>who average about one honk per block; I think they are making up for the
>rest of the population.
>-- People use their emergency brakes every time they stop.  Even at traffic
>lights and stop signs.  At night, they turn off their lights every time
>they stop, too.
>-- Toll roads exist, but nobody uses them because they are very expensive.
>More importantly, everyone just KNOWS that they are too expensive, so they
>are practically empty (which is very convenient if you do use them).
>-- Bullet trains are even more expensive than toll roads, but they are
>always packed.
>-- This may be because toll roads are the only places in the entire country
>without vending machines or gas stations.
>-- Even for short trips, people always use travel agents to plan their
>trips for them.  Tour groups are by far the favorite form of travel.
>-- Japanese people usually travel in their best clothes, which sometimes
>include tight dresses and heels.  Even when they know they have to walk
>long distances.
>-- People rev their engines hard when they first start their cars, and
>again when they arrive at their destination.  Conventional wisdom has it
>that an engine needs to be warmed up, and that the fastest way to do so is
>to rev the engine.  Also, at the end of the trip, the engine needs to be
>flushed of all the bad exhaust and stuff, and revving the engine
>accomplishes this, too.  In practice, it means that some idiot who leaves
>every morning at 6:15am revs his motorcycle loudly and wakes me up.  Pretty
>soon I am going to start keeping large, throwable objects handy.
>
>5. Personal Hygiene
>-- Some bathrooms have a noise button to cover up your "personal" sounds.
>If no such button exists, people flush continuously to cover up their other
>sounds.  Yeah, like they're really fooling anyone.
>-- Bathrooms have no toilet paper, paper towels, or any other drying
>apparatus.  On the other hand, some have toilet paper vending machines (and
>people always carry small hand-drying towels with them).
>-- There is no soap in the bathrooms, even if there is soap at a sink
>nobody ever uses it.
>-- Despite avid brushing, the dental health in Japan is questionable at
>best.  This is especially strange because after lunch nearly every teacher
>brushes their teeth in the middle of the teachers' room, often while
>carrying on conversations.
>-- No one uses deodorant, so it isn't sold anywhere.  Fortunately, I
>stocked up last time I went home.
>
>6. General behavior
>-- Upon entering any store and restaurant, one or more people will shout
>something incomprehensible at you.  Don't respond.  It means something like
>"welcome," but they don't really mean it.  It's just a matter of form, and
>it would impolite NOT to do it.  Often they shout something else at you
>when you leave.  It used to make me very nervous.
>-- At a traffic light, nobody will walk across on a red light.  However, in
>the middle of the block, where there is no crosswalk, people often weave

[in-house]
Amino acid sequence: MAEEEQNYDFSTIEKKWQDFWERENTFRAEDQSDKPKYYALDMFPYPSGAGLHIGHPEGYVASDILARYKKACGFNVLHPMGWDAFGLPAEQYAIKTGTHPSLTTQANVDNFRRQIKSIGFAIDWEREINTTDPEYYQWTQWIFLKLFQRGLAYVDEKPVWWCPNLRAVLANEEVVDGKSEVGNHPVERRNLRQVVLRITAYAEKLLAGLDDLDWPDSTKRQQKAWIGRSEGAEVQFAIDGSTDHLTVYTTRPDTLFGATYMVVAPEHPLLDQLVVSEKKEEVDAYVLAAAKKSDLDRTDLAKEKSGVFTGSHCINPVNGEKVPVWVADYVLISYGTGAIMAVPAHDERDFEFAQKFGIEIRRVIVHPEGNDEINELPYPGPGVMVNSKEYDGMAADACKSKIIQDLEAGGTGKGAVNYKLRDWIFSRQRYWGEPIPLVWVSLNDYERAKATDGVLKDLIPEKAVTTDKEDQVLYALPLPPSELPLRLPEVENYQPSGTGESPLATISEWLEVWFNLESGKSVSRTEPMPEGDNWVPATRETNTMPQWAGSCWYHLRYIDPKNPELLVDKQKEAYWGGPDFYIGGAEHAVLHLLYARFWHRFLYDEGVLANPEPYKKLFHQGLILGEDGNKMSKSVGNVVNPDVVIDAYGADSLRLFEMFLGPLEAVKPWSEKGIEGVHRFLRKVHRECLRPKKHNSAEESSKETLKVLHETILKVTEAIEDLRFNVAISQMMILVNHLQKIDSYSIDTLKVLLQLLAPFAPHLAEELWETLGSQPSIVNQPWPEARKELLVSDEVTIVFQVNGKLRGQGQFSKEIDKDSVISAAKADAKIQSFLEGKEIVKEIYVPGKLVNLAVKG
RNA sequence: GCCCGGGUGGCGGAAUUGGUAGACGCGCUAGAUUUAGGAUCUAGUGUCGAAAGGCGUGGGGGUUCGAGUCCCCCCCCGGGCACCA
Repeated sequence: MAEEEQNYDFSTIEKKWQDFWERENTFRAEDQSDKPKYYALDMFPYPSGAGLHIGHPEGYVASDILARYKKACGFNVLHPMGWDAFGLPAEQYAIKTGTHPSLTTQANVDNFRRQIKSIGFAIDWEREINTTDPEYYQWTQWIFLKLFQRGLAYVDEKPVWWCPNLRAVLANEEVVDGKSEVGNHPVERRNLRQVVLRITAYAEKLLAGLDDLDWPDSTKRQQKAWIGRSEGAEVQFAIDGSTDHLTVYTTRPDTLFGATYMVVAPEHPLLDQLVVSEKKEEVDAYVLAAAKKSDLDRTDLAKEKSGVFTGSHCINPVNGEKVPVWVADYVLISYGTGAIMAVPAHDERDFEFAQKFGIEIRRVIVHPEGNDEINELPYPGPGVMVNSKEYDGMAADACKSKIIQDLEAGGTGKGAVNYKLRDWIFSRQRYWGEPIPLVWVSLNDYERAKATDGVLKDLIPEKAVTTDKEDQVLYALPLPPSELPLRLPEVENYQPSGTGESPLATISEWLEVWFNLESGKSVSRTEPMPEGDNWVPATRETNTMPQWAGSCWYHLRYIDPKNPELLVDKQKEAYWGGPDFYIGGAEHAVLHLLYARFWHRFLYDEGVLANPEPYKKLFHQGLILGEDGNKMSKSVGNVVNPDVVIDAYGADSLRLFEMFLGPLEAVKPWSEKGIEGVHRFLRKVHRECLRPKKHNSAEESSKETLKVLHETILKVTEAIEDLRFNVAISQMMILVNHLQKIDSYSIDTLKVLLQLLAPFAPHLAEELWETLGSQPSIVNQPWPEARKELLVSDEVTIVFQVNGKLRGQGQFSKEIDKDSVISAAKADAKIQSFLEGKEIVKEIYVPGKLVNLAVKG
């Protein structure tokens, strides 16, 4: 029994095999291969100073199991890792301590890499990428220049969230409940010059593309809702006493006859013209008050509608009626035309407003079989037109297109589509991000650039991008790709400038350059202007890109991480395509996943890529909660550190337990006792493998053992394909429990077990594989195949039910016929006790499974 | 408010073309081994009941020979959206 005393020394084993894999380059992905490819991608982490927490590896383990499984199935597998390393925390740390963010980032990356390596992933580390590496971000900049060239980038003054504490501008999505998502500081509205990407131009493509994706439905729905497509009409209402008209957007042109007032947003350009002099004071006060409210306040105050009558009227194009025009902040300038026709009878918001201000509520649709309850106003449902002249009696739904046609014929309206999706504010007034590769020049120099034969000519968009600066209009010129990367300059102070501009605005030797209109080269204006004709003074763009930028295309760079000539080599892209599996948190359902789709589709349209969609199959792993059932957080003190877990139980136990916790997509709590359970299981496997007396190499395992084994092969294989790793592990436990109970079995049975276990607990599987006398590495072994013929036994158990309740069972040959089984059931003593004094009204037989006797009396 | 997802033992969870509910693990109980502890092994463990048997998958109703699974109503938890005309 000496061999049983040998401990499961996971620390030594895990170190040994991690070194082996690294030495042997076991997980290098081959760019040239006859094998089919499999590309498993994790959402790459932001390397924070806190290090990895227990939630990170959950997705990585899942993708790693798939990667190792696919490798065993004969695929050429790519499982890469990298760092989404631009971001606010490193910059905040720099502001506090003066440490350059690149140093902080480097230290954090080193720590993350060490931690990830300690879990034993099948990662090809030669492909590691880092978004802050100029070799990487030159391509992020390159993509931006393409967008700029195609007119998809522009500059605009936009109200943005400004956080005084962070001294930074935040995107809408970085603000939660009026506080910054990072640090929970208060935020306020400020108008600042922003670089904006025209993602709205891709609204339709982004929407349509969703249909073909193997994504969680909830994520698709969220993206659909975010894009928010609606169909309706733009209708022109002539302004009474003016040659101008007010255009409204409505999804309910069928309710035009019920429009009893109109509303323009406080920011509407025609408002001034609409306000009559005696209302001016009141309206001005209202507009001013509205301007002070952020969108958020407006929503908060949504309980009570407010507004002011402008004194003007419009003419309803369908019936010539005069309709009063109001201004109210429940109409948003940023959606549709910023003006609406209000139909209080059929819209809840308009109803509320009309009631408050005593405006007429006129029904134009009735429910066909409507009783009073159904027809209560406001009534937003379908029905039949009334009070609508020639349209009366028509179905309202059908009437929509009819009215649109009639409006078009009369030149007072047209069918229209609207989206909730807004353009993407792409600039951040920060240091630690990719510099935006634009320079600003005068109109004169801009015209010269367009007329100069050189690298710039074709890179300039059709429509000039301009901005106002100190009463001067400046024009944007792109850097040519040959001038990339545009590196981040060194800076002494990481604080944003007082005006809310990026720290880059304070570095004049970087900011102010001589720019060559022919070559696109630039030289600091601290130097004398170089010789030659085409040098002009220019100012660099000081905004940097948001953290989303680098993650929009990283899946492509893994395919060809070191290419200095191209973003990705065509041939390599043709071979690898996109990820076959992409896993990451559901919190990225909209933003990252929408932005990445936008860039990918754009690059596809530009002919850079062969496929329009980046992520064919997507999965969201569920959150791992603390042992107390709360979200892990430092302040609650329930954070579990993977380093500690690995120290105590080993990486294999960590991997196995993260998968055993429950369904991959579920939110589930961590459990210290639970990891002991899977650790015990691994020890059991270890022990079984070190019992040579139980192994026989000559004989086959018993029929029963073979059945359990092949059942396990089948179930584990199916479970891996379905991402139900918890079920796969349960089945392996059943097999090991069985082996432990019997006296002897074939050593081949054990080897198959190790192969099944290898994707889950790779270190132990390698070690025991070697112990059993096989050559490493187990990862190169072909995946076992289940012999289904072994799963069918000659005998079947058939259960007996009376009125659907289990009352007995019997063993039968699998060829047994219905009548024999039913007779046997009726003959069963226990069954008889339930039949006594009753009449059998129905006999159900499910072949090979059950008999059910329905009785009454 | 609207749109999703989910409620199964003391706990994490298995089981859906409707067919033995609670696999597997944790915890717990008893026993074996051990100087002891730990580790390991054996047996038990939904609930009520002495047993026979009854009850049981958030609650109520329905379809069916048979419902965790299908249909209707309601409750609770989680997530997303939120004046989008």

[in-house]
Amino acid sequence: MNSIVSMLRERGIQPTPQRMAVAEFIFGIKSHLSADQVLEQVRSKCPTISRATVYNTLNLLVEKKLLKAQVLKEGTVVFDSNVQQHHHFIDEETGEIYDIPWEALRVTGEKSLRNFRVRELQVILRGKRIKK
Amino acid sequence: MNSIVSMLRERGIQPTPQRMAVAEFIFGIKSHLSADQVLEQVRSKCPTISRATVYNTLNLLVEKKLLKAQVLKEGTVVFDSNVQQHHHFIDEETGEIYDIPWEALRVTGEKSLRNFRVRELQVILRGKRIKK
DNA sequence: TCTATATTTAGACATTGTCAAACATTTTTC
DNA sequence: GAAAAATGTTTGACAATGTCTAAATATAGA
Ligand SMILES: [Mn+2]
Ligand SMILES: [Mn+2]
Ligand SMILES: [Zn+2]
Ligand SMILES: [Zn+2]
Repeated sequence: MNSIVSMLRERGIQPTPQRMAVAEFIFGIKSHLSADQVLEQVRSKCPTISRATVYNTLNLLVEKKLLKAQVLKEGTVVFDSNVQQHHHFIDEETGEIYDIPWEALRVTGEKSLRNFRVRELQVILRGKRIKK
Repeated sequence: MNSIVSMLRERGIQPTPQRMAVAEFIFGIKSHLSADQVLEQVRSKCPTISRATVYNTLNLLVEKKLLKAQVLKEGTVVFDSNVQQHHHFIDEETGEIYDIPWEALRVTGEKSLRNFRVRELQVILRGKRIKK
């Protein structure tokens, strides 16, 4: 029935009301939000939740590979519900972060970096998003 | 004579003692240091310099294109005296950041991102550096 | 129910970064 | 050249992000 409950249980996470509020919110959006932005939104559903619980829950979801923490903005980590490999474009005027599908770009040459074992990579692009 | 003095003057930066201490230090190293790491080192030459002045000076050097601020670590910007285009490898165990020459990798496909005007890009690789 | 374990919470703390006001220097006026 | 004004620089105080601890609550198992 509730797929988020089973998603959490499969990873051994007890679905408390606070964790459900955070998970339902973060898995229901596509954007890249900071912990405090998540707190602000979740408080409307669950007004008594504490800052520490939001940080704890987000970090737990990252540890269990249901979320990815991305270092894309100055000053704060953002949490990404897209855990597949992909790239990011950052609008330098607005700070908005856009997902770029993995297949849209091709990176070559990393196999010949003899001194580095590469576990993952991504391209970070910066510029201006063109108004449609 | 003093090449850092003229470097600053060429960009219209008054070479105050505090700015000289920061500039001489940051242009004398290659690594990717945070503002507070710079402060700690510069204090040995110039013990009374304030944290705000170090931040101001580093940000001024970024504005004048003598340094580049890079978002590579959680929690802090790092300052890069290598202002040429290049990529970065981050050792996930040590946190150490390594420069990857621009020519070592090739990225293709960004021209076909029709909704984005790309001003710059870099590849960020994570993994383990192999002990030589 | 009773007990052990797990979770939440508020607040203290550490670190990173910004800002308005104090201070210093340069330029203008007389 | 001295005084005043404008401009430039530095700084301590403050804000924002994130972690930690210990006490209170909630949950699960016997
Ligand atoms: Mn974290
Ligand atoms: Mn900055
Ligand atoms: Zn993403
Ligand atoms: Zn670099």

>through moving traffic to get across.
>-- The most common (and most acceptable) present at weddings is money.
>Money is also given at funerals.  The receiving party then has to send
>gifts to each person who gave them money.  The value of the gift is
>supposed to be about half the amount given.
>-- People only play one sport or have only one hobby.  But they are REALLY
>serious about that one thing.  Really, really serious.  For example, if
>someone says that they play tennis, chances are they play 6-7 days a week
>for 1-2 hours per day, at least.
>-- People often don't have sick days in their contracts.  Even if they do,
>they almost never use them.
>-- People rarely take vacation days, even though they have a large number
>of paid vacation days in their contracts (teachers, for example have 40
>days, or 8 weeks, of paid vacation).  However, they will take paid vacation
>when they are sick, even if they have sick days in the contract.
>-- When a movie ends at the theater, nobody moves.  I saw Star Wars today,
>and everyone remained seated for nearly all the credits, even though they
>couldn't read any of it.  It was weird.
>
>
>And that doesn't even scratch the surface.  Of course, it is impossible to
>fully describe another country, but I thought that little things like this
>might give a better picture of how people live everyday.  Hopefully it
>wasn't too boring.

. . . A Few Days Later

Just in a paper today, it seems the  "orange tanning" thing is out the door after being so popular the last  few years. The new trend is making the skin as white as possible.  This involves in many cases chemical-peeling which is pretty painful, but in  most cases cosmetics. So that's an update to that. Also there's a story about  how many older Japanese have superstitions about lucky (taian) and unlucky  (butsumetsu) days. Many Japanese hospital patients will wait in the  hospital until a lucky day arrives to leave. It is estimated this is  costing the nation as much as $44.3 million annually. Still should we say  the Japanese are silly for being so superstitious when Americans have a fear of  Friday the 13th, full moons, and when is the last time you saw a 13th floor  marked on the elevator?